New Energy Era

New Energy Era
It is easy to predict that our current usage on fossil fuel and coal will lead us to an energy crisis. In order to survive in the energy crisis, governments and companies in the energy industry are looking for alternative ways of extracting energy—mostly from renewable sources, which we call “green energy”.
Even though the mainstream awareness and government pressure are continuously growing, the rate of renewable energy development in United States is still slow.   This paper will discuss the current factors that have contributed to the low growth rate of alternative energy and the possible energy mixture usage in the coming twenty to thirty years.
It is perplexed that why United States is not in the lead of new energy development while being the country with highest energy demand. We are going to discuss three main factors that have prevented renewable energy development growing fast as we would like:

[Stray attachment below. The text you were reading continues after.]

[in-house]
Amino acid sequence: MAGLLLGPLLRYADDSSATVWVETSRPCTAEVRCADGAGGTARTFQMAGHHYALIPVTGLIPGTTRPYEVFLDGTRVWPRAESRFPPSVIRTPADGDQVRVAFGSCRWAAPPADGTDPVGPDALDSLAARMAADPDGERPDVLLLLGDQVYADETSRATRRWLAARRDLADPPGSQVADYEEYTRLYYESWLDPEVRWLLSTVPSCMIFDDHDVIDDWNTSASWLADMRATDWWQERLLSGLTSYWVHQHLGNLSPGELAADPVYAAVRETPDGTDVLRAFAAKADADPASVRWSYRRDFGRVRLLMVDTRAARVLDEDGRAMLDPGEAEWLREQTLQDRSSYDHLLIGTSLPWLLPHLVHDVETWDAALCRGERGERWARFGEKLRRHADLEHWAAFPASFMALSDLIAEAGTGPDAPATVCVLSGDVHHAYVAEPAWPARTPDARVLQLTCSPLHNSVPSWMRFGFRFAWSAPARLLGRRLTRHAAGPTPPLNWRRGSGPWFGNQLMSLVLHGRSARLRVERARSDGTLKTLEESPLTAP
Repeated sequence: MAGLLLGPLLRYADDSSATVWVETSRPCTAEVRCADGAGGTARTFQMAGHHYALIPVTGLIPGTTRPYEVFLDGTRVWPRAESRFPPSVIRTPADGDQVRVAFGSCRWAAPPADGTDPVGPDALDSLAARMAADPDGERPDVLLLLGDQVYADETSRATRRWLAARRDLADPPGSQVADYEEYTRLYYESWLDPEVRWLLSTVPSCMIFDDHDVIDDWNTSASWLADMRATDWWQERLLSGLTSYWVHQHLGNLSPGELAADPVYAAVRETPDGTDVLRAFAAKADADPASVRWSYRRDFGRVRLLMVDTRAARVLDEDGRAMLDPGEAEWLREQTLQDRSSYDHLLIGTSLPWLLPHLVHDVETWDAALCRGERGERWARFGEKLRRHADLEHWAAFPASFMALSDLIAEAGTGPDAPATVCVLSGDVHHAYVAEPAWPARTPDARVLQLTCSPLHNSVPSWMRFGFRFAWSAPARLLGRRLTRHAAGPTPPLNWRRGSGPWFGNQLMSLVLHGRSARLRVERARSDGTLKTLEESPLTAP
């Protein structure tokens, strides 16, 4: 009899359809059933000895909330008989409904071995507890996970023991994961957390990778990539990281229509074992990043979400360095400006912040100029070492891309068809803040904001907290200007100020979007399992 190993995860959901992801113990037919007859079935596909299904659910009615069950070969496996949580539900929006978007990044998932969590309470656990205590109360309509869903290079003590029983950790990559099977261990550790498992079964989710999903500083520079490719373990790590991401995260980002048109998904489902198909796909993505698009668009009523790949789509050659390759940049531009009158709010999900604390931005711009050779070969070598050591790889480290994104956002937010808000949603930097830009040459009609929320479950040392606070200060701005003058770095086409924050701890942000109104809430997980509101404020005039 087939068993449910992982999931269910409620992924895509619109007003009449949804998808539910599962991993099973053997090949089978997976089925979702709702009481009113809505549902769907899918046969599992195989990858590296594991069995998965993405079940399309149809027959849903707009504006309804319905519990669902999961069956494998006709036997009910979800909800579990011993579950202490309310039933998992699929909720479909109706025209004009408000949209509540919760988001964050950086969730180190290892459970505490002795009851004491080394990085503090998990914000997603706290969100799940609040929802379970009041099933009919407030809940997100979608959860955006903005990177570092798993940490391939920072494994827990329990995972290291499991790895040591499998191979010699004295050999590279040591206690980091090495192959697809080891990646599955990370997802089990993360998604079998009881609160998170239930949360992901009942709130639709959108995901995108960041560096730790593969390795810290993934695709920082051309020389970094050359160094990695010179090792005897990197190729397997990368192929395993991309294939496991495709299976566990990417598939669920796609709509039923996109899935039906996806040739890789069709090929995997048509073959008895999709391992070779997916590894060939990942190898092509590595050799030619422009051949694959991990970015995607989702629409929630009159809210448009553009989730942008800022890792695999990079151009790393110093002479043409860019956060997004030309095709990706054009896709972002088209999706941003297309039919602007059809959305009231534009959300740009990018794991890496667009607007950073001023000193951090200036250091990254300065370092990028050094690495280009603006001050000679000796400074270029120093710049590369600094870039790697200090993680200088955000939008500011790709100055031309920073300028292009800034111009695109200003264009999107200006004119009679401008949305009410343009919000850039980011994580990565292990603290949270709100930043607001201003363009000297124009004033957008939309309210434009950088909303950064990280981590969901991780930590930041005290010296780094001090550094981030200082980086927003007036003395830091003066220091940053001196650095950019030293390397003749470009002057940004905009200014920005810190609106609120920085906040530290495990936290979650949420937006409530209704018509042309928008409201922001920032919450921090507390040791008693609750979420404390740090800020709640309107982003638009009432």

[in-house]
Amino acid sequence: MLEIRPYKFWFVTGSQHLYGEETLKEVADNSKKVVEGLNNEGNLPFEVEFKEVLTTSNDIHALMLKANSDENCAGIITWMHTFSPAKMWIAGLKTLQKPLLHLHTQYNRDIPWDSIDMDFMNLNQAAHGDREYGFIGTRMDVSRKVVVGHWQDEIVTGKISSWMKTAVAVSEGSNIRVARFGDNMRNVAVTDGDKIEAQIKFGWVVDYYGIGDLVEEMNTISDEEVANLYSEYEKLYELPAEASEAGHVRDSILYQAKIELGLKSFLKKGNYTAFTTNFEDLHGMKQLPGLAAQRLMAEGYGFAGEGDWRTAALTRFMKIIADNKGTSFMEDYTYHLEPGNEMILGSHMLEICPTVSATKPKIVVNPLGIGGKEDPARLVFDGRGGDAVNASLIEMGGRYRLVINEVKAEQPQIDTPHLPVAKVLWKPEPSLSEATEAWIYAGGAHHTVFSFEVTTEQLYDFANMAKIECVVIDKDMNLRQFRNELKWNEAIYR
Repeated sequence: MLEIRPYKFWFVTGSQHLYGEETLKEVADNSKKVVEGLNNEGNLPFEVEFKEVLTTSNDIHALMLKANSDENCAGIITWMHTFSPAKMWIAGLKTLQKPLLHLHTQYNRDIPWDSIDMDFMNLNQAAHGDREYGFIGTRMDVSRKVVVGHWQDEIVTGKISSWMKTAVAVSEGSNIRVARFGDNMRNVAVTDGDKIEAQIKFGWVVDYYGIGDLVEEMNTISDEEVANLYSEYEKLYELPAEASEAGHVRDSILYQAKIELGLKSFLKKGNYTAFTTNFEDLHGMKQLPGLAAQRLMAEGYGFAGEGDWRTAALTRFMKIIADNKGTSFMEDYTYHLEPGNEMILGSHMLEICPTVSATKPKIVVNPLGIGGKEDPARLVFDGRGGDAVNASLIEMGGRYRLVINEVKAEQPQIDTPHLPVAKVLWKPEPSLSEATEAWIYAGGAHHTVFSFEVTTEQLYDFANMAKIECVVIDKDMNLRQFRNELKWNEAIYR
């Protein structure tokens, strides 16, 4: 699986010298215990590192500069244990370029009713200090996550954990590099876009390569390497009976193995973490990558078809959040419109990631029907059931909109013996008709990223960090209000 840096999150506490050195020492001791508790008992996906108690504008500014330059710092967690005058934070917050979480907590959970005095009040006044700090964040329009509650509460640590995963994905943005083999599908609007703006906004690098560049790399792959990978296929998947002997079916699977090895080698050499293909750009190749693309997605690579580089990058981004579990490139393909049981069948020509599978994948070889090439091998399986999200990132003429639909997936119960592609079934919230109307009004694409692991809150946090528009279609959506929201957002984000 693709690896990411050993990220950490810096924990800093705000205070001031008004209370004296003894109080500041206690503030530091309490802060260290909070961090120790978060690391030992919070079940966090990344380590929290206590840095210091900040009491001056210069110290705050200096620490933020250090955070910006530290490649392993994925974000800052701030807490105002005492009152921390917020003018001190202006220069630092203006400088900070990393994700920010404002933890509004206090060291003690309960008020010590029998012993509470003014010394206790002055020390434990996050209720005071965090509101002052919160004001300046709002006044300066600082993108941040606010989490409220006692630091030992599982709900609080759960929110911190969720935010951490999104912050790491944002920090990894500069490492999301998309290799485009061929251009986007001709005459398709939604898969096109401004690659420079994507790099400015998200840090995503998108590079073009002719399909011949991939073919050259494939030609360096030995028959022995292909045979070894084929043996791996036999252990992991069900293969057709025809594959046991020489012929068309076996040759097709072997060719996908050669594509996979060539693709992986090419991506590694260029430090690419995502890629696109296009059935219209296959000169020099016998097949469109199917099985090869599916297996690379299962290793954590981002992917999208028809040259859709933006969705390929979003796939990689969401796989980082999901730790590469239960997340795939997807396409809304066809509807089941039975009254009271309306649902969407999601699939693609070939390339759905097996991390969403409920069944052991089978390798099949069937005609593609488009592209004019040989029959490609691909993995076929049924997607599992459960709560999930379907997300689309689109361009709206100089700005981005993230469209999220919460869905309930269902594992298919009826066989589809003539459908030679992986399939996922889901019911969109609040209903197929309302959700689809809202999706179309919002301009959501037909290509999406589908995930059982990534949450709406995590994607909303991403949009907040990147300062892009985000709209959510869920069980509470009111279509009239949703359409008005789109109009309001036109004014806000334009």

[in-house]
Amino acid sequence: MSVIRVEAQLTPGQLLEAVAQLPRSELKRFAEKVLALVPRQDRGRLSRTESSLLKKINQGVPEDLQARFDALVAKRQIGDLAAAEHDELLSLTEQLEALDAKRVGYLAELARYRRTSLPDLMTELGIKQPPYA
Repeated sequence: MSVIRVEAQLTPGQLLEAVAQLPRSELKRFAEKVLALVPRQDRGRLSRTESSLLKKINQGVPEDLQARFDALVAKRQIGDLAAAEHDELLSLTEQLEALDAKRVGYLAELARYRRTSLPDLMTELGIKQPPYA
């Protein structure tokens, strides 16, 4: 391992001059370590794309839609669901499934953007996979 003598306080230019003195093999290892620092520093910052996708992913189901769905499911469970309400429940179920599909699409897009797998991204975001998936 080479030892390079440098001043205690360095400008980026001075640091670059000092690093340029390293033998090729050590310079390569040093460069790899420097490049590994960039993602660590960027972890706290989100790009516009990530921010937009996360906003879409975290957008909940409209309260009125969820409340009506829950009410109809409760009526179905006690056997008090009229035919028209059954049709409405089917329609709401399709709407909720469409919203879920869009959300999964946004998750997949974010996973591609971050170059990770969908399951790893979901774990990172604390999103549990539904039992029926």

1. Cost:
This is explained by the “supply and demand” theory in economics.   Demand goes up when price is low; supply increases the same direction with demand.
Below chart shows the prices on renewable resources are still significantly higher than conventional resources.

Here, we take a closer look at building a plant for nuclear, natural gas and coal as examples: For a nuclear plant investment, on a present value basis, at least two-thirds of its costs are incurred at the initial investment stage—before it is in service, and that is without factoring the interest rate or cash discount rate during the instruction period. By contrast, only a quarter of the total cost for a typical gas-generated electricity plant is required up front for the initial investment.
Coal plants are not expensive to build at all and are relatively economical to operate once it’s built. Coal price has dropped steadily over the past twenty years.

2. Technology
When technology moves to a certain level, it not only brings down the fixed cost/ initial...